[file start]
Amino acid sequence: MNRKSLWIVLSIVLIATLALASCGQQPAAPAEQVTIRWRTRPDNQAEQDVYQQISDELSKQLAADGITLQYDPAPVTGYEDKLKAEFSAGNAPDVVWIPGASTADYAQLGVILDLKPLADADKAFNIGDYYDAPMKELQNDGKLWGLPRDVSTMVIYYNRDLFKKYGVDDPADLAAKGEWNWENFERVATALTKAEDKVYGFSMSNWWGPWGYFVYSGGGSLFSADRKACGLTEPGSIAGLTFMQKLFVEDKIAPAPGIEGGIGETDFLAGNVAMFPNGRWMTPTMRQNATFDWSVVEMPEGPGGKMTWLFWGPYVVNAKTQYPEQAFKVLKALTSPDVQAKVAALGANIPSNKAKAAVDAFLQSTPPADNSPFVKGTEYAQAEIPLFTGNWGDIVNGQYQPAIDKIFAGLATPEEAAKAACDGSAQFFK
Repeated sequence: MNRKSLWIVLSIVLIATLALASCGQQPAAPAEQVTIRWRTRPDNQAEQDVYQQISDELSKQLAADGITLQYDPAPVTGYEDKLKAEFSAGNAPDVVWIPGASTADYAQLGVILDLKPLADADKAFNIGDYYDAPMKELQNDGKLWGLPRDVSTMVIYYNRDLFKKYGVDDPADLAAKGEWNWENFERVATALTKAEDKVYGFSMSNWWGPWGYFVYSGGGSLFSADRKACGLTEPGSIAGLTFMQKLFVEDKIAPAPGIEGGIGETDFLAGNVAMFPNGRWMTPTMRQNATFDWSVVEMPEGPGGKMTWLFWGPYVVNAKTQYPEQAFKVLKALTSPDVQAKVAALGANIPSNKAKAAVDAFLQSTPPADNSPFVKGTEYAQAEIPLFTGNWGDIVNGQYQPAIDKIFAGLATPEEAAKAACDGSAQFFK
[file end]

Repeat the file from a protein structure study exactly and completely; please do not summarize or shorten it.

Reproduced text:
Amino acid sequence: MNRKSLWIVLSIVLIATLALASCGQQPAAPAEQVTIRWRTRPDNQAEQDVYQQISDELSKQLAADGITLQYDPAPVTGYEDKLKAEFSAGNAPDVVWIPGASTADYAQLGVILDLKPLADADKAFNIGDYYDAPMKELQNDGKLWGLPRDVSTMVIYYNRDLFKKYGVDDPADLAAKGEWNWENFERVATALTKAEDKVYGFSMSNWWGPWGYFVYSGGGSLFSADRKACGLTEPGSIAGLTFMQKLFVEDKIAPAPGIEGGIGETDFLAGNVAMFPNGRWMTPTMRQNATFDWSVVEMPEGPGGKMTWLFWGPYVVNAKTQYPEQAFKVLKALTSPDVQAKVAALGANIPSNKAKAAVDAFLQSTPPADNSPFVKGTEYAQAEIPLFTGNWGDIVNGQYQPAIDKIFAGLATPEEAAKAACDGSAQFFK
Repeated sequence: MNRKSLWIVLSIVLIATLALASCGQQPAAPAEQVTIRWRTRPDNQAEQDVYQQISDELSKQLAADGITLQYDPAPVTGYEDKLKAEFSAGNAPDVVWIPGASTADYAQLGVILDLKPLADADKAFNIGDYYDAPMKELQNDGKLWGLPRDVSTMVIYYNRDLFKKYGVDDPADLAAKGEWNWENFERVATALTKAEDKVYGFSMSNWWGPWGYFVYSGGGSLFSADRKACGLTEPGSIAGLTFMQKLFVEDKIAPAPGIEGGIGETDFLAGNVAMFPNGRWMTPTMRQNATFDWSVVEMPEGPGGKMTWLFWGPYVVNAKTQYPEQAFKVLKALTSPDVQAKVAALGANIPSNKAKAAVDAFLQSTPPADNSPFVKGTEYAQAEIPLFTGNWGDIVNGQYQPAIDKIFAGLATPEEAAKAACDGSAQFFK